Archives for posts with tag: pears

gluten free pear and ginger crumble

I usually hate winter…and I hate autumn because of what it foreshadows. I live for the spring and the summer…or, in reality, I live for the springs and summers that I remember from my childhood: when the six-week summer holiday stretched endlessly and the sun seemed to shine every day in a cloudless cornflower blue sky.

But after what has been the most waterlogged and depressing British summer ever, I’ve resolved to take pleasure in both autumn and winter this year, and henceforward. Otherwise, I’m going to spend the rest of my life vacillating between states of wishing my life away and constant disappointment.

So, so far, I’ve enjoyed the farmers’ market starting up again in Cirencester last Saturday (and the gorgeous gluten-free sausages and brownies that we found there!), the fragrance of the damp leaves we went tramping through on our woodland walk on Monday, the sense of comfort emanating from the radiators now that we’ve switched the heating on…and the smells of baking, stewing and casseroling that have been wafting from the oven. We picked the last of the pears from the tree in our garden today – I hope I did them justice!

gluten free pear and ginger crumble

Gluten-free pear and ginger crumble

The ripeness of your uncooked pears will determine the texture of the finished dish. I prefer the cooked pears to be quite firm to the bite so I used fairly unripe ones. If you prefer a softer texture, use ripe pears and cut down on the sugar in the filling.

Serves 4-6

For the crumble:
100g gluten-free plain (all-purpose) flour
50g butter, cubed
25g demerara sugar
100g gluten-free stem ginger biscuits (they’re available in both Sainsbury’s and Asda)

For the filling:
500g prepared pears (peeled, quartered, cored and cut into chunks)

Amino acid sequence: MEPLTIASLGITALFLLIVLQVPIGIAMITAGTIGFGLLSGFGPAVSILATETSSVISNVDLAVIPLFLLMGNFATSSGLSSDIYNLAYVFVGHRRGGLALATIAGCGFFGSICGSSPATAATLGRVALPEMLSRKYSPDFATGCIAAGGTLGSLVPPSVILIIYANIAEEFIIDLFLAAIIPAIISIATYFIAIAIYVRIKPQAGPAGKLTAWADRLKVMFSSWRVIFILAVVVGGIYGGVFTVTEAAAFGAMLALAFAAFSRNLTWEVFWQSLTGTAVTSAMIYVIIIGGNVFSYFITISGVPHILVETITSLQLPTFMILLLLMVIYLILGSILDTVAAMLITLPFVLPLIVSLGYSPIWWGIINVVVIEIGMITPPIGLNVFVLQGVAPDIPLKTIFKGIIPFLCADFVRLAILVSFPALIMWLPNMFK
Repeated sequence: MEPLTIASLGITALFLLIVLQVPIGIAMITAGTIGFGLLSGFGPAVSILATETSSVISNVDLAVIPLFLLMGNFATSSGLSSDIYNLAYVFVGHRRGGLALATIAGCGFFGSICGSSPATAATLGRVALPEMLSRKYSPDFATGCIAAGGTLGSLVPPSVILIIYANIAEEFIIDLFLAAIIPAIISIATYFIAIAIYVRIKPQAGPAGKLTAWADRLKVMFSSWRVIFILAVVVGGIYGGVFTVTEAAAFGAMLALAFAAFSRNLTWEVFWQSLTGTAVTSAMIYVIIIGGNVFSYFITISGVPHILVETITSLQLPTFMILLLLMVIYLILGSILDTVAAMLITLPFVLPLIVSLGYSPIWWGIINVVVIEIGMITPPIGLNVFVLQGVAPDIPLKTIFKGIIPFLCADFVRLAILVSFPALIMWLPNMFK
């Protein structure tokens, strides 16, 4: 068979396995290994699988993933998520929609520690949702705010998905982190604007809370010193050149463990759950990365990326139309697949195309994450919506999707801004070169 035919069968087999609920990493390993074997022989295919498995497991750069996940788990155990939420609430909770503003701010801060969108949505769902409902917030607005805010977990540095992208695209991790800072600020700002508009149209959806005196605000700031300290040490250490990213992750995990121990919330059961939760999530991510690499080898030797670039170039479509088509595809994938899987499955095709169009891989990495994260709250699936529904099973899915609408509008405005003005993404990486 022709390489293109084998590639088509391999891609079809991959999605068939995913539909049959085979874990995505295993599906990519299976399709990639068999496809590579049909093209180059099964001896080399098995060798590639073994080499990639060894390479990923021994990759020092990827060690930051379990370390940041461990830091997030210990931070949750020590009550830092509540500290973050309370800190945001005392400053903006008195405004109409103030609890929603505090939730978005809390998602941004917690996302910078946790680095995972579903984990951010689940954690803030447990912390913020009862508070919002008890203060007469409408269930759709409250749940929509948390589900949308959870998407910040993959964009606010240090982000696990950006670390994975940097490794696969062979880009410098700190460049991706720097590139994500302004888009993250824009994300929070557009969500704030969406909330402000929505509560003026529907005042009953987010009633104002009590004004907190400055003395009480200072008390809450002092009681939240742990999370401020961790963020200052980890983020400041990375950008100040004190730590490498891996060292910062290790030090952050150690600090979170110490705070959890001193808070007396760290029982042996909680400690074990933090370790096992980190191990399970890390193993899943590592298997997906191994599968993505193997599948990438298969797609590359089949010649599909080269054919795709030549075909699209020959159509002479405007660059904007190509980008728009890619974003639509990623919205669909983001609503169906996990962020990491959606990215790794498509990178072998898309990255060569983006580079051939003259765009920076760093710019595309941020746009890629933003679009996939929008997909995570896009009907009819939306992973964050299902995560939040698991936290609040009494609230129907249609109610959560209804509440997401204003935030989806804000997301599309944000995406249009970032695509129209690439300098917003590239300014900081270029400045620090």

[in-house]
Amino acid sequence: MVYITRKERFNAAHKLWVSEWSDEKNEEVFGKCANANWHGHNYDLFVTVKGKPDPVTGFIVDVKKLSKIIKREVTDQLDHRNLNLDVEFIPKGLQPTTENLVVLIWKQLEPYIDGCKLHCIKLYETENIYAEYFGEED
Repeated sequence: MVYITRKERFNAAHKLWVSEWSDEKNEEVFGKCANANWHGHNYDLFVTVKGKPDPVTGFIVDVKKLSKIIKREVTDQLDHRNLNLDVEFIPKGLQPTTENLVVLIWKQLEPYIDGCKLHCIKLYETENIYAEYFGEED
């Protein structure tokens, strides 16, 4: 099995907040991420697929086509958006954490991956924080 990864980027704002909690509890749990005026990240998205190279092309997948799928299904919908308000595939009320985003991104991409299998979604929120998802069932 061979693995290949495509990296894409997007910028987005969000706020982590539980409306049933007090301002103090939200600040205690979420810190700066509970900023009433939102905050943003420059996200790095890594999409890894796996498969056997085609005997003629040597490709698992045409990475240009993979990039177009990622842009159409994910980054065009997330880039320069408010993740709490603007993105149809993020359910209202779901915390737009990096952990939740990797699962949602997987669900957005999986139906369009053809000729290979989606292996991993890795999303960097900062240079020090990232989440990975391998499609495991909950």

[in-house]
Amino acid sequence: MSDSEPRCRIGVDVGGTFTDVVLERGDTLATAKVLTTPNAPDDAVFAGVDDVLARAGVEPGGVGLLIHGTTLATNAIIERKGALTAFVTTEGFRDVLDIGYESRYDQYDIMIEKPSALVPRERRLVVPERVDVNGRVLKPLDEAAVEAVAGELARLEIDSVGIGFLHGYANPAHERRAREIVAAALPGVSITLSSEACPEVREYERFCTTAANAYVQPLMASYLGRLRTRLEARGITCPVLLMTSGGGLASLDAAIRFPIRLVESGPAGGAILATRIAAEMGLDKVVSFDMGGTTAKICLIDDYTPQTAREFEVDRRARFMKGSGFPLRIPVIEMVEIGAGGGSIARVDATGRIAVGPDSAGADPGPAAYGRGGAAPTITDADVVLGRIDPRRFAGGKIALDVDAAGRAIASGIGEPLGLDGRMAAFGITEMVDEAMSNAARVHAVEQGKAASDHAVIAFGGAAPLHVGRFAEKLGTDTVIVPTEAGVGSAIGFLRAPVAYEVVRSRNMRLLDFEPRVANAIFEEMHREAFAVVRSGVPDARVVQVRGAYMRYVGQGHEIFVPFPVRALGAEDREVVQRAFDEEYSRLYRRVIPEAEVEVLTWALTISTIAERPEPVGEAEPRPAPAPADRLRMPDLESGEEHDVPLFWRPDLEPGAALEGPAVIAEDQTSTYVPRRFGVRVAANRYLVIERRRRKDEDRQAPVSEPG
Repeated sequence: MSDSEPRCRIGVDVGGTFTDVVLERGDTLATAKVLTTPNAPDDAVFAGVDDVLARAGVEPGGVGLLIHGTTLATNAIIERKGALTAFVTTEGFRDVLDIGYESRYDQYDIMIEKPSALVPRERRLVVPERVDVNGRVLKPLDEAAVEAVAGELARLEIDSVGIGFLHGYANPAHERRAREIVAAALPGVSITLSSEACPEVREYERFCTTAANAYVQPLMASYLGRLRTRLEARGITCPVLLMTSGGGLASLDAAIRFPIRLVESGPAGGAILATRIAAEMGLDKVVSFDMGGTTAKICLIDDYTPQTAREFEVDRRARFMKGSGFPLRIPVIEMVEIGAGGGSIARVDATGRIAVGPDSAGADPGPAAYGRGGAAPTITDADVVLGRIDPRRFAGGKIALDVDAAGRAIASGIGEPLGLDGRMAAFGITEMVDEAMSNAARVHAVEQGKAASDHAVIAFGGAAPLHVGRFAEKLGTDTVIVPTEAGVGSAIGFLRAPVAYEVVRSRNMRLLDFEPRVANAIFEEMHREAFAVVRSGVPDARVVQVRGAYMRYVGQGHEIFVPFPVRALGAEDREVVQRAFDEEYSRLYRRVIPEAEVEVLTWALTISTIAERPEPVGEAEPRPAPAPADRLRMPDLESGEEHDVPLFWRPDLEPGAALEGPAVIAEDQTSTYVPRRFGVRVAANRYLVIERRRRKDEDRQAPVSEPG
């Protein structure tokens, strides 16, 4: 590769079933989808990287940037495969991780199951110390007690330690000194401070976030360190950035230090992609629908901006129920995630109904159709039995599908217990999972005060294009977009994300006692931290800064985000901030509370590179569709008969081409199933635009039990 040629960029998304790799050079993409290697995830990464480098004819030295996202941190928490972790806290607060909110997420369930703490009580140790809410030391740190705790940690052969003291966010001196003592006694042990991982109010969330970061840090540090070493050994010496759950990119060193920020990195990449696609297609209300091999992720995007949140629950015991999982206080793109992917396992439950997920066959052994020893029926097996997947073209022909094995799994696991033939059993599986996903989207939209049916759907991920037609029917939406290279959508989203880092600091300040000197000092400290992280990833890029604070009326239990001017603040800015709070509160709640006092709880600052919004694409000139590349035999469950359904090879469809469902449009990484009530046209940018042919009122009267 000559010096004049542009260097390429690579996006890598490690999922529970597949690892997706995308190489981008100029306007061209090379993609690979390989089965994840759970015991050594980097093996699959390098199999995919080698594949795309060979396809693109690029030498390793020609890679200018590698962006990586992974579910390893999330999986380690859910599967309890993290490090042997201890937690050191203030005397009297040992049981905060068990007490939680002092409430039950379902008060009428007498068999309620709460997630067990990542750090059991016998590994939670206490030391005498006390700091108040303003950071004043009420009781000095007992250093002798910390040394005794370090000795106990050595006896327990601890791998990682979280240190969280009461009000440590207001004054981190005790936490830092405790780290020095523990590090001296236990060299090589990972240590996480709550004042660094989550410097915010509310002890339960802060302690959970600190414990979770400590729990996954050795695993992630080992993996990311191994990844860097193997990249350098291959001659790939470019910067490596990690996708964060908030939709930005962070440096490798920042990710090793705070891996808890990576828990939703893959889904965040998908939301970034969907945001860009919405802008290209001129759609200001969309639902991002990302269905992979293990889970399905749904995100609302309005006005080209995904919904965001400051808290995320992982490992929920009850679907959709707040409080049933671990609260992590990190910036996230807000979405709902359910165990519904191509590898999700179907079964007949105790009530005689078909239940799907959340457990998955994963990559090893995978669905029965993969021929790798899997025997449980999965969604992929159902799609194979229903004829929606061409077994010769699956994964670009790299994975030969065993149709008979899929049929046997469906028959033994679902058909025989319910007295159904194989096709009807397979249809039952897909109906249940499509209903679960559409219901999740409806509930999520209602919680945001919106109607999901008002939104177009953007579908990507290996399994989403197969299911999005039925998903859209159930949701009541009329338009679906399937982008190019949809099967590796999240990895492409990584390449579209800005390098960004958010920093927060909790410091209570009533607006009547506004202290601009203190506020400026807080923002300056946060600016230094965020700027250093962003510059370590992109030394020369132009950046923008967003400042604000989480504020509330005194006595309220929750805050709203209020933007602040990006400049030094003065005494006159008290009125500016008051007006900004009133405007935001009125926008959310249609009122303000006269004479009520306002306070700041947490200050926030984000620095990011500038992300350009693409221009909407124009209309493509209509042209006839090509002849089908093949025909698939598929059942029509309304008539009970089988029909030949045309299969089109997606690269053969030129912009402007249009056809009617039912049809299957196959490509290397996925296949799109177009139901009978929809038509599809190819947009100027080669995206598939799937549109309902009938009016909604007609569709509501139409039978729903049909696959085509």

1 tbsp soft light brown sugar

You will also need a 2-litre capacity ovenproof dish

Preheat the oven to 180°C (my oven is fan-assisted, so adjust accordingly).

First, make the crumble topping. Sift the flour into a large mixing bowl. Rub the chunks of butter into the flour until the mixture resembles coarse breadcrumbs. Stir in the demerara sugar. Whizz the stem ginger biscuits in a food processor to a coarse crumb (or put them in a plastic bag and bash them with a rolling pin). Stir into the flour, butter and sugar mixture.

Next, scatter the pear chunks in the bottom of the ovenproof dish, sprinkle with the soft brown sugar and cover with the crumble mixture. Bake in the oven for 25 minutes. Serve with cream, custard or ice cream.

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When we arrived in our new home in Cheltenham last December, the garden was hibernating: the trees were bare and the borders were straggly and uninteresting. I didn’t spend much time out there because it looked cold and muddy and our son, who had only just started to walk, was still spending more of his time on his hands and knees than on his feet.

Even though we had viewed the house over the summer, I couldn’t remember at all what it had been like. I’m the first to admit that I’m no gardener and what had been important to me was that a) it was big enough to kick a football around in and b) (after having lived in a house for eight years with a gloomy north-east facing garden) it faced south.